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Mrs. Pure Energy

Posted on December 20, 2017 | No Comments on Mrs. Pure Energy

She used to dislike Yoko Ono. She was one of the many who thought that the Japanese girl was not good enough for the British pop star John Lennon. When she married one of the biggest names in the music industry, she realized how Yoko felt. She got exposed to the life of a pop star – constant media attention, fans who wanted a piece of her husband and who were not eager to share their idol with her. Such is the life of Angeli, wife of Gary Valenciano. For more than two decades, Angeli has taken care of Gary personally and professionally and it sure looks like she is doing a very, very good job.

Wife of a star, wife of a diabetic
Aside from planning her husband’s career path (being Gary’s manager), Angeli’s more important job is to help him manage his condition. Gary suffers from Type 1 diabetes, a condition where the body does not produce insulin. Insulin is the hormone that allows glucose or sugar to enter body cells. He has had the disease for 27 years, having been diagnosed with diabetes when he was 14 years old.

“I started losing a lot of weight at the time when we left for the States,” says Gary. Apparently puzzled why he was losing weight, he went to the doctor and found out that his sugar level was 346. A week after that visit, he returned to the clinic and was told that his glucose level rose to 720. “That was the official day when it was determined what I would be for the rest of my life,” he says. His numerous fans have seen Gary do his patented dance moves but it is only Angeli who is privy to what Gary goes through because of the disease. “Sometimes he is just crying at night while eating his glucose gel. Sometimes he is just not like himself, bumping into walls and acting like a retardate,” she shares.

Living and surviving the attacks
Angeli was already pregnant with their first child when she first experienced Gary having a hypoglycemic (low blood sugar level) attack. She woke up to find her husband having a seizure. “It was scary,” she recalls. I was shocked because I thought he was dead. I nursed my grandmother who was also diabetic but she was never like that.” That scary event happened again last June, when Gary had a show in Pasadena, California. After a grueling schedule, Gary’s blood sugar dropped to 24. Angeli has a vivid recollection of that day. “I was jet-lagging and fell asleep at our hotel room. I woke up and immediately I knew he was having an attack.”

Gary was already unconscious. With efficiency born out of experience, Angeli rushed to revive him. “I got a glucose gel and applied it to his mouth. Then he started to have a seizure. That was the time I texted for prayer support from the Philippines and asked his road manager, Vina Pareja to call 911.” By the time they got Gary to the hotel lobby, 911 was already there. After asking Angeli about his medical history and medication, they revived him. After that near-death experience, Angeli insisted that Gary have an insulin pump. “I have heard about the insulin pump but thought that it was just another thing, another mechanism,” says Gary.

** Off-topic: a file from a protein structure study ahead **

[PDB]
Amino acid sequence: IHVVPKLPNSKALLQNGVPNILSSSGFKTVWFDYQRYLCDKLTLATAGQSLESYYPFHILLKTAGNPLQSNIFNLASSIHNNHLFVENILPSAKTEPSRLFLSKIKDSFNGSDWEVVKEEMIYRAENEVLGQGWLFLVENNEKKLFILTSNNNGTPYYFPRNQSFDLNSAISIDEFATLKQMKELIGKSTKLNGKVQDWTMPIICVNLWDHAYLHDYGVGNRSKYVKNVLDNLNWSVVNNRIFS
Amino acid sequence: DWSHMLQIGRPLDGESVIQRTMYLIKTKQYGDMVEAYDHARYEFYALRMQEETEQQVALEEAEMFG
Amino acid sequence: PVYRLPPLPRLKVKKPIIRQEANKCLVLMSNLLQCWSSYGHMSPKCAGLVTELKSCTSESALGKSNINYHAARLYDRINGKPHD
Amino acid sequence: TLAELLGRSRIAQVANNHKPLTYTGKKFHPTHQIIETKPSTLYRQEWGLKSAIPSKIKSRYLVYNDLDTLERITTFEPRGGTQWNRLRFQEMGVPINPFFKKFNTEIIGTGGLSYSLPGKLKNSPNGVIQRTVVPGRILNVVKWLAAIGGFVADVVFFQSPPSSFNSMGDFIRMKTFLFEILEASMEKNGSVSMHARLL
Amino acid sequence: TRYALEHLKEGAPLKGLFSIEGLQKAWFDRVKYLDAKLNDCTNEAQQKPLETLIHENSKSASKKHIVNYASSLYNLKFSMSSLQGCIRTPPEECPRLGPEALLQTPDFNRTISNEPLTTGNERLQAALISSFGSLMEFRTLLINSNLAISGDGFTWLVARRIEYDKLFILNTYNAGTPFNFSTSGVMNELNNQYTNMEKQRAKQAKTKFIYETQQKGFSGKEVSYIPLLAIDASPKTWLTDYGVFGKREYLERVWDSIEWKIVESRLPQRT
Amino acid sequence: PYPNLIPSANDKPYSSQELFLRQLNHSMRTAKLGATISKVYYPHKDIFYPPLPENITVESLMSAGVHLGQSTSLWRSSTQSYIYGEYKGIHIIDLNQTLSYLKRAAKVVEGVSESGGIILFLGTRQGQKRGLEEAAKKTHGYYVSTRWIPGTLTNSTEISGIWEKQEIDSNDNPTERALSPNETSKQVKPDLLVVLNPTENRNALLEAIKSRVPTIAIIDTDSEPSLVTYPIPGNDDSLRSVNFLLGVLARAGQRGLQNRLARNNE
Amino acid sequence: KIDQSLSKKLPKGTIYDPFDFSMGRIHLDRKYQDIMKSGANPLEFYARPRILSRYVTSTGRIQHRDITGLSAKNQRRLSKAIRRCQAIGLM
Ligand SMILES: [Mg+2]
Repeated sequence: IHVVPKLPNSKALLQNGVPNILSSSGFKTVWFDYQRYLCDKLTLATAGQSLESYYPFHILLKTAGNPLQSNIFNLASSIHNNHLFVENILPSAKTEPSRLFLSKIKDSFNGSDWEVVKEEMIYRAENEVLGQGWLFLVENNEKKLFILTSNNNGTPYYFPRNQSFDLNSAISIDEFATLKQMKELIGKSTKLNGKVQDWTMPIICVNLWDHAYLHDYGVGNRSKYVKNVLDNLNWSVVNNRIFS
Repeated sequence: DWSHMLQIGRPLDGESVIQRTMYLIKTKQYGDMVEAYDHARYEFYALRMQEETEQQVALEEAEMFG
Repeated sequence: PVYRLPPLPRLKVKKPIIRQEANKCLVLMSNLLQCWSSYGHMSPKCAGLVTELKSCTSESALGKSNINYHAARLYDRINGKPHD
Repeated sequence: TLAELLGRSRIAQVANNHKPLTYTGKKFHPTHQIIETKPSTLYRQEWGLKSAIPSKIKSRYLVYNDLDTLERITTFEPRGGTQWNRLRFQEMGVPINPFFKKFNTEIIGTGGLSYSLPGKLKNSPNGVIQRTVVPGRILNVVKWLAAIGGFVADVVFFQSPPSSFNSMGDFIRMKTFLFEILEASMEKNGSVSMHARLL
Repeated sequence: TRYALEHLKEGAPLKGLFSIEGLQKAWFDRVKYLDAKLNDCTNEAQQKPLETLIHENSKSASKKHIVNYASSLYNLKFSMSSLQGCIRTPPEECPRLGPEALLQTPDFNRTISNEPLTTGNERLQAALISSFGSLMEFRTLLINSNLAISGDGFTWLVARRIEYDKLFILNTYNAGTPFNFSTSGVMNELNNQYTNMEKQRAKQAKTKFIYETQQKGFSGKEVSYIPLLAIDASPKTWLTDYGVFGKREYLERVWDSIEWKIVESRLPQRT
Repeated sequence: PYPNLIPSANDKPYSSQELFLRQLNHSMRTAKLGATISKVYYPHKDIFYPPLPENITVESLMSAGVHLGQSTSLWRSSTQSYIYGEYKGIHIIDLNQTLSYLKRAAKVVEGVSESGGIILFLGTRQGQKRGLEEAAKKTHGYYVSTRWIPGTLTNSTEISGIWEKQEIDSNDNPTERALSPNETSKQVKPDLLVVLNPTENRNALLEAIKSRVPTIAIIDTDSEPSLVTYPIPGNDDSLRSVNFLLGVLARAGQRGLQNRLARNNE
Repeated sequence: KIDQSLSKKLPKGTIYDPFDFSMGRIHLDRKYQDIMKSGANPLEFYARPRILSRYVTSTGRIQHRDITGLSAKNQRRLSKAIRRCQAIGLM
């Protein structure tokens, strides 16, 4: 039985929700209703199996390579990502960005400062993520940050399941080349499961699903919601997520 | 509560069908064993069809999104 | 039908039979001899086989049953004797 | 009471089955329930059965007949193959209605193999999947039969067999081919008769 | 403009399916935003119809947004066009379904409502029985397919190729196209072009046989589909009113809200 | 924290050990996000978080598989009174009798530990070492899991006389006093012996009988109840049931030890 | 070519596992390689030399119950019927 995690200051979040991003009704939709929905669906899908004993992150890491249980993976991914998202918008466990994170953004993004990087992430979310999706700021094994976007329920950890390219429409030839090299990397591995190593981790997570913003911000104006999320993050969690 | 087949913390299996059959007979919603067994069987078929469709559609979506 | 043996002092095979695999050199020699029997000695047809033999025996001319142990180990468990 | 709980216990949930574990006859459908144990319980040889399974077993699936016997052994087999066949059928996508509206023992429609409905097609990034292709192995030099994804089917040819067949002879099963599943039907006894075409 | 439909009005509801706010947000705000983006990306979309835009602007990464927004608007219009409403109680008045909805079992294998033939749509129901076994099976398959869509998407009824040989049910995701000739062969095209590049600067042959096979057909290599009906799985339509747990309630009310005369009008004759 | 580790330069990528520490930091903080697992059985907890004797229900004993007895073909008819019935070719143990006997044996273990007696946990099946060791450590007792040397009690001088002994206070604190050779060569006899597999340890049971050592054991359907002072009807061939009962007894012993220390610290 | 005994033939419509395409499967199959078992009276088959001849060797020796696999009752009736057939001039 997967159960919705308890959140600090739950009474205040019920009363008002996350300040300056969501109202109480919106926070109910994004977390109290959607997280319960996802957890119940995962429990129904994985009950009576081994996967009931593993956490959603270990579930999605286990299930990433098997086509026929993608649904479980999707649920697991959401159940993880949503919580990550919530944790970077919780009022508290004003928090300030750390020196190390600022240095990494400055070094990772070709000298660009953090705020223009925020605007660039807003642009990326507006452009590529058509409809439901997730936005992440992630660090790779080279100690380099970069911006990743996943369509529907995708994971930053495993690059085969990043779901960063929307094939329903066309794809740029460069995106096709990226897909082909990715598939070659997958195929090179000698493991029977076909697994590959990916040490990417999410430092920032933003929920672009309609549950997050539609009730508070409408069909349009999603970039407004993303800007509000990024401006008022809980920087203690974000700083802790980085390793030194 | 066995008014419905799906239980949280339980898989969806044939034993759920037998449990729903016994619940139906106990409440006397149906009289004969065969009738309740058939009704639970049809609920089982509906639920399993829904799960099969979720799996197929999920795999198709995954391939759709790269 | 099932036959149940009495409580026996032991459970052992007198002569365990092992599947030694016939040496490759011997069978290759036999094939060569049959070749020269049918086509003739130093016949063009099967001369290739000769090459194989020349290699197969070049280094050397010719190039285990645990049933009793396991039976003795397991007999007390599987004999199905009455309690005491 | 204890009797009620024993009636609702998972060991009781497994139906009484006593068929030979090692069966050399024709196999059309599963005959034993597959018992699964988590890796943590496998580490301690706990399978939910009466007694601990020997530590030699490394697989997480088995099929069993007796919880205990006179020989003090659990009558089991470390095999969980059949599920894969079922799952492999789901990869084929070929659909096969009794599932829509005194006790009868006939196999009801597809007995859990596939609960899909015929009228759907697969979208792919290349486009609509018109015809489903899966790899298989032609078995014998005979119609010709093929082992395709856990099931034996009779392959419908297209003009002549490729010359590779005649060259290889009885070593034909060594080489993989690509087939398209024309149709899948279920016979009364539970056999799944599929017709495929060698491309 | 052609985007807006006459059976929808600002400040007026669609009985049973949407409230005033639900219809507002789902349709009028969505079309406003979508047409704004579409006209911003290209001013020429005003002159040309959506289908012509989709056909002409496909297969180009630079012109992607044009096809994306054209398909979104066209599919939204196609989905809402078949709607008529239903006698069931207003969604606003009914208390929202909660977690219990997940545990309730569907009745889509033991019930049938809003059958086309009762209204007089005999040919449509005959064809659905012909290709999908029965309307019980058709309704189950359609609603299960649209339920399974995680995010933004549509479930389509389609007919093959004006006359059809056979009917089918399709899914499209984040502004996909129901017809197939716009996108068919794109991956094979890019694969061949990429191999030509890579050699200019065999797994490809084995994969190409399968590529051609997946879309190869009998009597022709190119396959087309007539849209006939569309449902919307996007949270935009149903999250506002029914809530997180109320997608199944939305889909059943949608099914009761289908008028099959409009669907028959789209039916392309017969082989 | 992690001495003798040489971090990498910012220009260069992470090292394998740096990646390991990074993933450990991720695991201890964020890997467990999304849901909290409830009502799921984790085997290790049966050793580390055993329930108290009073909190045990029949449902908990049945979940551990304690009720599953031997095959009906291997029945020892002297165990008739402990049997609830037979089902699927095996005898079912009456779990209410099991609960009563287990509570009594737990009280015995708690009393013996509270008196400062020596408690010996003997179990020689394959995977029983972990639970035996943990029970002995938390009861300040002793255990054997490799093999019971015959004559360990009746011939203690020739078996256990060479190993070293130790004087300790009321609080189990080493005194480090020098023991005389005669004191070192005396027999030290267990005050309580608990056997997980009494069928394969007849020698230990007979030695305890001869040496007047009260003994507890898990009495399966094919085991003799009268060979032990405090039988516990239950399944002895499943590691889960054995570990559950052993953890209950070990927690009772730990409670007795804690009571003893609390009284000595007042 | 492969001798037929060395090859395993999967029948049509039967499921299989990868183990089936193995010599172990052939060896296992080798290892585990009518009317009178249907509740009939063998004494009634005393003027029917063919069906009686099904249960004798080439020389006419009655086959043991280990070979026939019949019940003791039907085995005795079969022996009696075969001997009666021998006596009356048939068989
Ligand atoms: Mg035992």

An insulin pump is a small mechanical device, a little larger than a pager that is worn outside the body, often on a belt or in a pocket. It delivers fast-acting insulin into the body via an infusion set – a thin plastic tube ending in a small, flexible plastic tube or a very thin needle. It is computer-driven and delivers fastacting insulin in precise amounts at preprogrammed times. “The machine tells you how much insulin you need to take based on your glucose level before you eat and the carbohydrate content of the food you will be eating. Basically, it takes care of the amount of insulin needed by the Type 1 diabetic,” explains Gary. “It’s not a perfect machine but it’s the closest thing to perfection that you can get.”

On knowing what to do and how to do it
Listening to what Angeli has gone through every time her husband experienced an attack, one couldn’t help but admire the courage and efficiency of this woman. After all, not all-wives would respond the way she did if they found their husband unconscious and having seizures. “Yes, it takes an amount of courage. He is a special person and I fight for his life all the time,” she says. And part of Angeli’s plan for battle is arming herself with information about diabetes.

After the first time she witnessed Gary’s attack, she got hold of medical books and read about the disease. She found out what can cause a hypoglycemic attack, what supplements a diabetic person can take, what he should and should not eat, what regular tests Gary should undergo and all the other minute details which will help them both manage the disease better.

“If you have a sick person in the house, healing begins with knowledge,” she advises. “Information is vital and with the internet, you can learn so much. Because of that (knowledge of the disease), I knew what to do. And I think that was what helped save his life many times.” Aside from knowing the medical aspect of the disease, research also taught her how to deal with Gary psychologically. “Whatever Gary eats, we also eat so that he doesn’t feel deprived,” she says. Angeli also learned to adjust to her husband’s mood swings, knowing that these come with the disease. “Partners need to understand that tempers are sometimes uncontrolled. They cannot blame the person because it is a manifestation of the disease.”

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